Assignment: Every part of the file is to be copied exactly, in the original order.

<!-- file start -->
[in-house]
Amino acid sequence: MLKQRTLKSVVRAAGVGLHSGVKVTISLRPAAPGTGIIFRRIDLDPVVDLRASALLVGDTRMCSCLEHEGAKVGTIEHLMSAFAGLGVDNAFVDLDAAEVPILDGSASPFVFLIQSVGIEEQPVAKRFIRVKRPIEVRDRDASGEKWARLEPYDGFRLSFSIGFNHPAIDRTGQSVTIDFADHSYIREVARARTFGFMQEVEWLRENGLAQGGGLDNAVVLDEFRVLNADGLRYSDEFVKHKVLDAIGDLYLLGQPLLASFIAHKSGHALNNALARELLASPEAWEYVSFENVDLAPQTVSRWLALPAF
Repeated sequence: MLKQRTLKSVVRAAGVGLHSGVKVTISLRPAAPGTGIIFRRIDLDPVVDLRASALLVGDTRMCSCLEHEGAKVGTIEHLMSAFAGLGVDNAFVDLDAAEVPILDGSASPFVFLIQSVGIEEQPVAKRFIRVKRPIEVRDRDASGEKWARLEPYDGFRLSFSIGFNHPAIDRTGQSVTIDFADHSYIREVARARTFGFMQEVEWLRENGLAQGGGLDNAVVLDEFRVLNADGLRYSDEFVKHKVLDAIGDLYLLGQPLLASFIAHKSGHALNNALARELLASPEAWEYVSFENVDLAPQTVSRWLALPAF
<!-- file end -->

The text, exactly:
[in-house]
Amino acid sequence: MLKQRTLKSVVRAAGVGLHSGVKVTISLRPAAPGTGIIFRRIDLDPVVDLRASALLVGDTRMCSCLEHEGAKVGTIEHLMSAFAGLGVDNAFVDLDAAEVPILDGSASPFVFLIQSVGIEEQPVAKRFIRVKRPIEVRDRDASGEKWARLEPYDGFRLSFSIGFNHPAIDRTGQSVTIDFADHSYIREVARARTFGFMQEVEWLRENGLAQGGGLDNAVVLDEFRVLNADGLRYSDEFVKHKVLDAIGDLYLLGQPLLASFIAHKSGHALNNALARELLASPEAWEYVSFENVDLAPQTVSRWLALPAF
Repeated sequence: MLKQRTLKSVVRAAGVGLHSGVKVTISLRPAAPGTGIIFRRIDLDPVVDLRASALLVGDTRMCSCLEHEGAKVGTIEHLMSAFAGLGVDNAFVDLDAAEVPILDGSASPFVFLIQSVGIEEQPVAKRFIRVKRPIEVRDRDASGEKWARLEPYDGFRLSFSIGFNHPAIDRTGQSVTIDFADHSYIREVARARTFGFMQEVEWLRENGLAQGGGLDNAVVLDEFRVLNADGLRYSDEFVKHKVLDAIGDLYLLGQPLLASFIAHKSGHALNNALARELLASPEAWEYVSFENVDLAPQTVSRWLALPAF